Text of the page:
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Too far away, too rich and too stable: the EEC and trade with Australia during the 1960s

By N. Piers Ludlow

Abstract

The 1960s EEC had little reason to prioritise trade with Australia: trade flows were too small and political ties between Australia and continental Europe too weak. That trade with Australia did become an issue of concern, it thus largely due to Britain’s 1961 EEC application. The shape of the deal which looked like emerging in 1961-3 was, however, highly ungenerous – a fact which reflected both the nature of Australian exports and a strong European belief that Australia was less ‘deserving’ than other Commonwealth countries. Australian relief at de Gaulle’s veto may, however, have been premature, since early British membership of the Community might well have been in Australia’s medium term commercial interest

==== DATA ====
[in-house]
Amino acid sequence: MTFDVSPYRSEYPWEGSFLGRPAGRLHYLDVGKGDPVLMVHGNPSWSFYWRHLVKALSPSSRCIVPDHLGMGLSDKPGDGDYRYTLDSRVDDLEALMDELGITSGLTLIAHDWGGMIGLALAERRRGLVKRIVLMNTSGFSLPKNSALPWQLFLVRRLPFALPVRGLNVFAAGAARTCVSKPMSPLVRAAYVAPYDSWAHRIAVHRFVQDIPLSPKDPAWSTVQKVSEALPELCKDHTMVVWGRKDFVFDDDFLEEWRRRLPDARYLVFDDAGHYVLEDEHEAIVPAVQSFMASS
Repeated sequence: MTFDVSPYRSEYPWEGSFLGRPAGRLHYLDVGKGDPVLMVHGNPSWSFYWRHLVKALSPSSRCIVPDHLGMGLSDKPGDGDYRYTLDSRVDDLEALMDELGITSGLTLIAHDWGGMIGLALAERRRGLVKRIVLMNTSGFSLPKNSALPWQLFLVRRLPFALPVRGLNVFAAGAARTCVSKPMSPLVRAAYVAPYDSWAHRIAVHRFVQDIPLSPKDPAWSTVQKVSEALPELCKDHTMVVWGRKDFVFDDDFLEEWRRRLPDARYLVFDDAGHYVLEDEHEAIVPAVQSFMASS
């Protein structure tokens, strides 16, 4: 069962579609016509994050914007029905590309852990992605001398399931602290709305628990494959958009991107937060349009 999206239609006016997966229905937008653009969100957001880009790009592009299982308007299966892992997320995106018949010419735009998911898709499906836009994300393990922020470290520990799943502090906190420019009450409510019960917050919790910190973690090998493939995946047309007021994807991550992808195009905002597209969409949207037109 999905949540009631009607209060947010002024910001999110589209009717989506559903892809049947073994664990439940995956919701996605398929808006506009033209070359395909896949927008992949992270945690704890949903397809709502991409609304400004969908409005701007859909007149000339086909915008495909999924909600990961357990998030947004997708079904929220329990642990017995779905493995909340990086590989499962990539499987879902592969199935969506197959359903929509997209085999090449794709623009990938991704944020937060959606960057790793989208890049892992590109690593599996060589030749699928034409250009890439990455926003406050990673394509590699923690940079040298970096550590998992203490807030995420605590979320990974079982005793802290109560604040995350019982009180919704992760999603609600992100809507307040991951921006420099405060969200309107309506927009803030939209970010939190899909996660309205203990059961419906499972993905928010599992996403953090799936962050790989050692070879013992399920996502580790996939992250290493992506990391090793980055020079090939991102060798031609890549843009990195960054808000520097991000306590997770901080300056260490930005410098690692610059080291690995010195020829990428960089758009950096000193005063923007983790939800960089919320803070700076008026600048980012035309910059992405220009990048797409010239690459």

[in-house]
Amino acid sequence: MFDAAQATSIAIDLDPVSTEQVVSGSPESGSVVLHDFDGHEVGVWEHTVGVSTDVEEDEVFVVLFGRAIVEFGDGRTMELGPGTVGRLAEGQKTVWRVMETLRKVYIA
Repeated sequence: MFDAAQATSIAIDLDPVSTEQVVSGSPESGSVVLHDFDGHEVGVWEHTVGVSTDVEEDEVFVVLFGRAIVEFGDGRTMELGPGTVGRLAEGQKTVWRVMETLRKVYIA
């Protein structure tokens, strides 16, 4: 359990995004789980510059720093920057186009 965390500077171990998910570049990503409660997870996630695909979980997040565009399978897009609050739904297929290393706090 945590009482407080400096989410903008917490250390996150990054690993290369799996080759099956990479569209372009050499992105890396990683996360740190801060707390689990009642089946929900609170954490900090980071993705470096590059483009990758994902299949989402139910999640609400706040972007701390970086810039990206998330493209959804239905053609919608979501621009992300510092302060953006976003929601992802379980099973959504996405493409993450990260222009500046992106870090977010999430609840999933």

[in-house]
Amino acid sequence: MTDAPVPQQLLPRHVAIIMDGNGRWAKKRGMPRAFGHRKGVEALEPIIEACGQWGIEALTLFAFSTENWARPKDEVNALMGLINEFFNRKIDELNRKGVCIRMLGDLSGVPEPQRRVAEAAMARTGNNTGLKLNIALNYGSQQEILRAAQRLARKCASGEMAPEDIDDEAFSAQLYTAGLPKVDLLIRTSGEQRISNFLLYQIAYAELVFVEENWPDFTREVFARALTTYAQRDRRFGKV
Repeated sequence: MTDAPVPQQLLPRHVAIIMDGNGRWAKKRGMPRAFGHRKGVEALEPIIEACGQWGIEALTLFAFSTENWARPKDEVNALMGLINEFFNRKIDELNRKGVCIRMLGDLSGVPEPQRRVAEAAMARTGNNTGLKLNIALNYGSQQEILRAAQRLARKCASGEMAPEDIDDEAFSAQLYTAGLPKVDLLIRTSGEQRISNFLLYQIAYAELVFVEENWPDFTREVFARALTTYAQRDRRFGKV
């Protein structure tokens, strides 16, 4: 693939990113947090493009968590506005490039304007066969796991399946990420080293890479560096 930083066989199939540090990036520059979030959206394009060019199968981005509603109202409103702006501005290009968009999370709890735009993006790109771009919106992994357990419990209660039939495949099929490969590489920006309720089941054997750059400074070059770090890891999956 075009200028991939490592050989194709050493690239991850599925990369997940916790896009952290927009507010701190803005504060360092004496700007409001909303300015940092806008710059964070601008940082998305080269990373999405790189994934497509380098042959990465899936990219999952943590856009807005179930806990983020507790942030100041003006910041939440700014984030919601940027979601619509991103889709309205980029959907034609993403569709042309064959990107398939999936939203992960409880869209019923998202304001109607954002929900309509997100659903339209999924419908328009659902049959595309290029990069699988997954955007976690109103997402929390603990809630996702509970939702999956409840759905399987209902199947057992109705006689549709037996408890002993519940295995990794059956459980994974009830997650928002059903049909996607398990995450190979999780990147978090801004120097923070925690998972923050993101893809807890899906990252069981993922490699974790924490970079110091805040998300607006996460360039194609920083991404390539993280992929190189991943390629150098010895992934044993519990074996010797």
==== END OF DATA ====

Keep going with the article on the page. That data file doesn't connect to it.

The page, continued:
Topics: DU Oceania (South Seas)
Year: 2001
DOI identifier: 10.1111/1467-8446.00087
OAI identifier: oai:eprints.lse.ac.uk:2408
Provided by: LSE Research Online
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